The most likely plan, according to some university officials, is to extend spring break by one week. This will give instructors and staff time to prepare materials for online teaching. Students would be instructed not to return to campus for some, as yet uncertain, period of time.
It would be better to be overly cautious than under-prepared, said KU Chancellor Doug Girod. He noted that a couple of KU faculty have been exposed to the coronavirus at conferences and a family in Lawrence is under investigation for exposure. “I would argue we would hold profound liability in this situation,” he said. “If somebody dies on my campus, I’m going to get sued.” Girod said KU plans to reach out to the Lawrence Chamber of Commerce and city manager for collaboration on keeping students from congregating in businesses off campus. “The focus is to not let students lose progress towards a degree,” he said.
K-State will try to reduce the risk of transmission the best it can, but not every student can leave the school, said university president Richard Myers. That includes international students, people who live in off-campus housing, and others who have no place to go. “It’s not going to work for all students,” Myers said. “We’re just trying to mitigate the risk the best we can. We know it’s not a 100% solution.” Especially at risk are older faculty and staff, who have a higher risk of being seriously ill if they contract the virus, he added. “A campus is not just students,” Myers said.
Officials discussed whether to keep campuses shuttered for the rest of the semester, or just for a couple of weeks, with a re-evaluation and possible extension if more people test positive for COVID-19, the illness caused by coronavirus.
Jay Golden, the president of Wichita State University, said the school might have to send students home early because its spring break begins March 23.
Allison Garrett, president of Emporia State University, said student-athletes would continue with practice, and attendance at events would be limited to athletes and required staff. The school plans to resume normal operations for staff next week, although students will not be on campus. It plans to allow staff to work from home if needed.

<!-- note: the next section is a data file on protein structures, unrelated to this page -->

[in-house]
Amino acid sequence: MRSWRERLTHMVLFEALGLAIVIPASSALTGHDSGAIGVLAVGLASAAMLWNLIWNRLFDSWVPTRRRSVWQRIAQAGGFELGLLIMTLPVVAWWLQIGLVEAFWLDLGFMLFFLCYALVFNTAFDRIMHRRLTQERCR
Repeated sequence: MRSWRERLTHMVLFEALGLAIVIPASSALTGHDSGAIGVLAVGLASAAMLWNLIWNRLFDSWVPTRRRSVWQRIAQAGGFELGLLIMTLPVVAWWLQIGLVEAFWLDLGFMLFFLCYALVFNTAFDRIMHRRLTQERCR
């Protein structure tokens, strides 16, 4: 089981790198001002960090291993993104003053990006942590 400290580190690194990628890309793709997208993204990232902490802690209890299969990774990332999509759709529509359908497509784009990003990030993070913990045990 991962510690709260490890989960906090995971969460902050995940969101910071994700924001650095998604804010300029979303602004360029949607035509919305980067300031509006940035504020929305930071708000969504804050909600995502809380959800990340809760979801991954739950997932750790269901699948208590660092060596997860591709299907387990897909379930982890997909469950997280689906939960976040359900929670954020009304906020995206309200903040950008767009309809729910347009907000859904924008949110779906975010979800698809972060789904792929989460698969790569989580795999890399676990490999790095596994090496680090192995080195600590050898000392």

Other issues will be decided at the regents’ regular meeting on March 18, said board president and CEO Blake Flanders. Among them are credit for science labs, which are difficult to complete online.
The board decided to let universities make their own decision because each school is so different, Flanders told the Kansas News Service after the meeting. While not every university has released a public plan, they have been discussing contingencies for weeks. “I'm not sure every element was set in stone,” he said, “but I think they have a really good idea about how they're going to move forward.”
Editor's Note: Kansas Public Radio, KCUR Radio and other partners in the Kansas News Service collaboration are pooling resources to provide updated information on coronavirus and COVID-19 in Kansas. Find it here: Updated Regularly: What Kansans Need to Know About COVID-19 and Coronavirus
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Nomin Ujiyediin reports on criminal justice and social welfare for KCUR and the Kansas News Service. Follow her on Twitter @NominUJ. The Kansas News Service is a collaboration of KCUR, Kansas Public Radio, KMUW and High Plains Public Radio focused on health, the social determinants of health and their connection to public policy. Kansas News Service stories and photos may be republished by news media at no cost with proper attribution and a link to ksnewsservice.org.